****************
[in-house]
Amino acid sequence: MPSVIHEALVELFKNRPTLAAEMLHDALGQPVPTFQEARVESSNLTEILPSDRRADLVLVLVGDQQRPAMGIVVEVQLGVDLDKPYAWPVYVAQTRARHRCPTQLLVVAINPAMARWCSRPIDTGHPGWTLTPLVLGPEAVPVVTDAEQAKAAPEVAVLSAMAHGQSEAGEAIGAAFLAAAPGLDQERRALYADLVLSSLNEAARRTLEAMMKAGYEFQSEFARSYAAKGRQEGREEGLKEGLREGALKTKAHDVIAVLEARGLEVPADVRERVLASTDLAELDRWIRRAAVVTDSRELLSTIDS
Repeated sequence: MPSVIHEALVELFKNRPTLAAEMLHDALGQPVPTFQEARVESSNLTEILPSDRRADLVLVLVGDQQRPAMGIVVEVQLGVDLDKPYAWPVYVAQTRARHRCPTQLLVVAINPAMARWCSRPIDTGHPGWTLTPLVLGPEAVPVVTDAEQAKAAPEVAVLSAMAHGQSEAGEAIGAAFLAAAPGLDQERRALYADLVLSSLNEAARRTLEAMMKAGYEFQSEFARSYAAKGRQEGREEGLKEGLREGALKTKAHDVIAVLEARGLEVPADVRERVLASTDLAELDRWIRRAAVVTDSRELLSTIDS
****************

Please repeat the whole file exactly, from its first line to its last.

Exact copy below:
[in-house]
Amino acid sequence: MPSVIHEALVELFKNRPTLAAEMLHDALGQPVPTFQEARVESSNLTEILPSDRRADLVLVLVGDQQRPAMGIVVEVQLGVDLDKPYAWPVYVAQTRARHRCPTQLLVVAINPAMARWCSRPIDTGHPGWTLTPLVLGPEAVPVVTDAEQAKAAPEVAVLSAMAHGQSEAGEAIGAAFLAAAPGLDQERRALYADLVLSSLNEAARRTLEAMMKAGYEFQSEFARSYAAKGRQEGREEGLKEGLREGALKTKAHDVIAVLEARGLEVPADVRERVLASTDLAELDRWIRRAAVVTDSRELLSTIDS
Repeated sequence: MPSVIHEALVELFKNRPTLAAEMLHDALGQPVPTFQEARVESSNLTEILPSDRRADLVLVLVGDQQRPAMGIVVEVQLGVDLDKPYAWPVYVAQTRARHRCPTQLLVVAINPAMARWCSRPIDTGHPGWTLTPLVLGPEAVPVVTDAEQAKAAPEVAVLSAMAHGQSEAGEAIGAAFLAAAPGLDQERRALYADLVLSSLNEAARRTLEAMMKAGYEFQSEFARSYAAKGRQEGREEGLKEGLREGALKTKAHDVIAVLEARGLEVPADVRERVLASTDLAELDRWIRRAAVVTDSRELLSTIDS